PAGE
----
When I was 8 years old, we moved from our small adobe (the real kind) home near Cinco Puntos into a brand-new double-wide home on wheels near the railroad tracks almost as far south on 2nd Street as the road goes in Alburquerque’s South Valley. It was so exciting because the trailer house came furnished, with furniture that matched the wallpaper and curtains that matched the carpets. My mom never cared whether anything matched—only if it was cheap–so this was a first. My parents had the trailer set on an empty lot, on a dead-end dirt road, surrounded by tumbleweeds and unfortunately, no trees. All of our neighbors lived in trailer houses too. For the first few weeks in our new place, we had no electricity or gas. Luckily, we had water. If you’ve ever lived in a trailer house, you’ll know that they don’t have very good insulation, that they trap heat inside like a big ole oven. And in the nuevo méxico sunshine, it couldn’t get any hotter. As kids, we didn’t seem to notice the heat too much. We were too busy playing outside, going to swimming lessons and doing other summertime things that need not be done in the house. It was only at night that I really remember the feeling of being too hot.

When we first moved in, we had to use flashlights at night. It forced us to go to bed earlier than usual. Even though desert nights were cool, there was not enough air circulation to bring in the outside air. Once the electricity was up and running, my brothers and I would take turns sleeping in front of the air conditioner on three dining chairs we’d pull together to stretch out on. My mom would often put a large box fan in between my brothers’ room and mine. She would shift it so that each of our rooms got the fan for a little bit–fifteen minutes toward their room, fifteen minutes toward mine. Sleeping in the heat was miserable. Three years later we moved across the Río Grande to Los Padillas. Our adobe house was surrounded by tall fruit trees and cottonwoods. We didn’t even need the fans after that. It was such a welcome relief.

There was only one other time I remember being that hot. It was the summer of 1999, between college and grad school. I stayed in an awful third-floor walk-up studio apartment in Brooklyn with my ex. I was trying to find temp work, but ended up spending most of the days in the apartment with the windows open, hoping it would cool down, the smell of pigeon crap wafting into the room from the fire escape. I never got a good night’s rest that summer because the heat made me toss and turn. That was the first summer in a long time that the electricity went out in NYC. Too many people were too hot and using up all the juice. For a week or so, I went to the law firm with my ex, spending the day in an empty office so that I could be in the air conditioning. The electricity only went out in the poor brown areas, like Washington Heights and Harlem. Of course, midtown and downtown, the financial districts, were fine. I remember being really pissed off that despite the requests of the city for folks to conserve energy, those corporate assholes kept the a.c. going full-blast. I was pissed too, because had my ex not been a law student intern, I would not have had a cool place to escape from the heat. I was pissed because there were sick people stuck in their apartments without elevator access, people who were scraping by and whose food spoiled, viejitos who were dying because the temperatures in their apartments were unhealthily high. And yet, the a.c. and every single light and computer, regardless of whether they were in use, was on in the law firm where I found refuge from the blazing heat.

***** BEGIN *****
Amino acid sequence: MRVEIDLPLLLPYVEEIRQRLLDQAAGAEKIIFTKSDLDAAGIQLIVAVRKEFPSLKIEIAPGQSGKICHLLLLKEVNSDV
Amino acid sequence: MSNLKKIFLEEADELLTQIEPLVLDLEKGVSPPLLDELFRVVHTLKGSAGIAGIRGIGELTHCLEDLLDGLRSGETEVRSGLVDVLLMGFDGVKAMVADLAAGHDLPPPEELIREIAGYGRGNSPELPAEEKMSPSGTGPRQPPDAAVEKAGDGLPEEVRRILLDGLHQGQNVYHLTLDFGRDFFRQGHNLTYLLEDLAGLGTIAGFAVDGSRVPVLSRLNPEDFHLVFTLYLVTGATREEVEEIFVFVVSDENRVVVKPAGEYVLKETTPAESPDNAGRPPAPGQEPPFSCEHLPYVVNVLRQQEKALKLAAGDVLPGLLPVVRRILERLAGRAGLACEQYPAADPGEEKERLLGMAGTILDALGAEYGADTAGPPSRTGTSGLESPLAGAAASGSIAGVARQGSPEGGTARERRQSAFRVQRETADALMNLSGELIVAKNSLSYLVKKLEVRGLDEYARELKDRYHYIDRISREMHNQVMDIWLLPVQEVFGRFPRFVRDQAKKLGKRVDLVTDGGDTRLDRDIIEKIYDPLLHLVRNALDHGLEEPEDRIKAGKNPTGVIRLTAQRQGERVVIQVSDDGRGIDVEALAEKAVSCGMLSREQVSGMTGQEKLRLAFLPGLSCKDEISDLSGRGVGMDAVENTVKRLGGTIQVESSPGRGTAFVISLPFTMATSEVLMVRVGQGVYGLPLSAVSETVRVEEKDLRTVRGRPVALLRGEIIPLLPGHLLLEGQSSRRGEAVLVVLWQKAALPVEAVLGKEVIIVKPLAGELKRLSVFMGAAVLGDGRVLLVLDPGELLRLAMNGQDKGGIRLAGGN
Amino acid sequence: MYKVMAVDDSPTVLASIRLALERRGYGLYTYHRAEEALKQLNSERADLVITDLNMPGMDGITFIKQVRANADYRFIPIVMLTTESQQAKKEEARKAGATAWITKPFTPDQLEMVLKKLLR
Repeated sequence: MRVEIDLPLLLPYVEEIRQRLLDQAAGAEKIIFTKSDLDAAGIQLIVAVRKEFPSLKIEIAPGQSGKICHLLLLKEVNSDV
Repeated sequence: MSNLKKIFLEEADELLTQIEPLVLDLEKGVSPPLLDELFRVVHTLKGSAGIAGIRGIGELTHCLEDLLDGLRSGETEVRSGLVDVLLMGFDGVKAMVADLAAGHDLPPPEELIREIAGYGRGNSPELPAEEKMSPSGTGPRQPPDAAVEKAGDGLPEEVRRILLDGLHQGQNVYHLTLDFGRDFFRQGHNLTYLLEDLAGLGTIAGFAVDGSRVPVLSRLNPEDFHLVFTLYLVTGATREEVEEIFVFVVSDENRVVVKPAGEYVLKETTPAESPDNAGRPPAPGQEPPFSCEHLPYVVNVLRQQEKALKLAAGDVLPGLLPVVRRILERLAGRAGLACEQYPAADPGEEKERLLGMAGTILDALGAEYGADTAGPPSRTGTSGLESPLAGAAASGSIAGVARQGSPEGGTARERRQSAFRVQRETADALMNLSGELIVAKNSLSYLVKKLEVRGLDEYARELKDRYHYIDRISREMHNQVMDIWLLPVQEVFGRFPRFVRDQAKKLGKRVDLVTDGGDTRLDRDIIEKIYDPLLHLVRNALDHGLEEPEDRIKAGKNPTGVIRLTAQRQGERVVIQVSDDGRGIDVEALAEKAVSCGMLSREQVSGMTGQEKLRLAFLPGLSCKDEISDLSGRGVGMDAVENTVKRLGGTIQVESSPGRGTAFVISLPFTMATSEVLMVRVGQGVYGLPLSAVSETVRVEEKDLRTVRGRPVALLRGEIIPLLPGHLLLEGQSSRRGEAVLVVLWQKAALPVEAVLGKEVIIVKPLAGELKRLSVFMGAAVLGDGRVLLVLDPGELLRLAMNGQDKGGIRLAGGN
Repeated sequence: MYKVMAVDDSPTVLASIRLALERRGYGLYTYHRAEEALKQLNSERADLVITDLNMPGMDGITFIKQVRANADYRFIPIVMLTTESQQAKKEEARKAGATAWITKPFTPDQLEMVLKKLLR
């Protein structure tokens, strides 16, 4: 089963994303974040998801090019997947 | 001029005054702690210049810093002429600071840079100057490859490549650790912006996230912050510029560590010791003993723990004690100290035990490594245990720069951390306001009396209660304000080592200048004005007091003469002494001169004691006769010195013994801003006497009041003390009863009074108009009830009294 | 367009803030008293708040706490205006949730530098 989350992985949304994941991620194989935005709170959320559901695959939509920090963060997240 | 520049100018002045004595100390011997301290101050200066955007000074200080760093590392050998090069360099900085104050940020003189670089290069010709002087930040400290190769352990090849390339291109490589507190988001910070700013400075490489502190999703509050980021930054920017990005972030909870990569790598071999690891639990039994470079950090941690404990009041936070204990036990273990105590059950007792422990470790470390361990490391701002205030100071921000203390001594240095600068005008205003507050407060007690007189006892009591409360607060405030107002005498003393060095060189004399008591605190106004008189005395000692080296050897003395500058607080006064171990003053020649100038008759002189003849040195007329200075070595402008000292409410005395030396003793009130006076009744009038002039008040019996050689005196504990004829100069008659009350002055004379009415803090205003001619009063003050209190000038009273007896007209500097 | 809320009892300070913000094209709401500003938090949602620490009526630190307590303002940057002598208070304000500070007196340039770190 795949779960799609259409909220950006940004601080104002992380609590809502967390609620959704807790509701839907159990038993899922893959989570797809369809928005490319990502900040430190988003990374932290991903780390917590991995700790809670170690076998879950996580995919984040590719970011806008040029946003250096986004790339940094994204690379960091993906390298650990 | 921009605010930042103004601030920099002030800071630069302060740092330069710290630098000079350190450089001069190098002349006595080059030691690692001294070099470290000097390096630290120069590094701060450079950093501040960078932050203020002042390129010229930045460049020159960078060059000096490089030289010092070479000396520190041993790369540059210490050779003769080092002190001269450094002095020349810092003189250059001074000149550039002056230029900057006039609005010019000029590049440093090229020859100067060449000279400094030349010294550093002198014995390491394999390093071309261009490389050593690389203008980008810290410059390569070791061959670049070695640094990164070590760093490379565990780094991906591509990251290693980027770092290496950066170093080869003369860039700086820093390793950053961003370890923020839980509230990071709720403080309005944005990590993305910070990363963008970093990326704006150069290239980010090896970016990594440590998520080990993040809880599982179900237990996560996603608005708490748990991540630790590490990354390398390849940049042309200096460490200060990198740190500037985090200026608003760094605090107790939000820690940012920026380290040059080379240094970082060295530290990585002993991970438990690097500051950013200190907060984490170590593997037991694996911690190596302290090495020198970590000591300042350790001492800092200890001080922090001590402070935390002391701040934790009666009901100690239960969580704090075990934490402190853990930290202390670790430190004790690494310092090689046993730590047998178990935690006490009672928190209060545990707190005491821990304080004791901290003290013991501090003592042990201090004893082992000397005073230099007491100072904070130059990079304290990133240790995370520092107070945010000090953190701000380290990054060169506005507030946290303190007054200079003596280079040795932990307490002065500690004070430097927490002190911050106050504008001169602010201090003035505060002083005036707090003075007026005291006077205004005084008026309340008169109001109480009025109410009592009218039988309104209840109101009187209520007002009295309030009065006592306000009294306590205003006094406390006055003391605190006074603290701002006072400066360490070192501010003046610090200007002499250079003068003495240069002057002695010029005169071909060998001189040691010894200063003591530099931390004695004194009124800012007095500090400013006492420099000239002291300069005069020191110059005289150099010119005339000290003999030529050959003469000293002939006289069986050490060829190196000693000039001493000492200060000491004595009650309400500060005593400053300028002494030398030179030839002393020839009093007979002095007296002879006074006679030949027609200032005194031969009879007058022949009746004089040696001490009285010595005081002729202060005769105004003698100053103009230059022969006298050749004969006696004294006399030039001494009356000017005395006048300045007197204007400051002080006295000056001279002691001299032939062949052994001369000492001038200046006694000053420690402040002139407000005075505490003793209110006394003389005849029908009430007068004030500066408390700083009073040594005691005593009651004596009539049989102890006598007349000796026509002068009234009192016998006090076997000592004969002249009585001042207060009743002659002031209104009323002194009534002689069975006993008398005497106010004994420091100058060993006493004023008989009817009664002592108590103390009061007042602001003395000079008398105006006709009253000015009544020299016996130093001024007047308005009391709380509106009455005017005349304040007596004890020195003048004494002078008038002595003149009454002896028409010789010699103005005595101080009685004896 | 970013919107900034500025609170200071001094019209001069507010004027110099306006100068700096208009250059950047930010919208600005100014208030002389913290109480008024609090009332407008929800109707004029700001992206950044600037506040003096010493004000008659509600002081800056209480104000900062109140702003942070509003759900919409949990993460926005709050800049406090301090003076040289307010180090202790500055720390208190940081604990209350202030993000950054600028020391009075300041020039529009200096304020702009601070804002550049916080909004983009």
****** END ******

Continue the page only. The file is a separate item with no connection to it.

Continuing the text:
It’s not even as hot in my LA apartment now as it was in the trailer or in that Brooklyn apartment. But it reminds me of how much worse it could be. Some day soon, I will have a job that will allow me to pay for an apartment with central air. Hopefully it will be in a place where sunshine abounds. I keep telling myself I’ve lived in hotter and worse conditions, in hopes that it will make me feel a little cooler. But it hasn’t worked. It does, however, remind me to conserve energy more.

June 30, 2007


by la rebelde

It’s a hot day aquí en los angeles. I write this as I sit at my dining table in front of my fan. I don’t have a.c. but right about now I really wish I did. And I know it will get even hotter as the weeks go by. The best thing about summertime? Chillin’ with the homies. Sippin’ on cold drinks with old amig@s, with whom conversation starts here, right where we are, because we’ve already been through some shiznitz together. Getting to know new folks, some of whom might become old amig@s too after a while. Those kinds of things don’t happen often enough.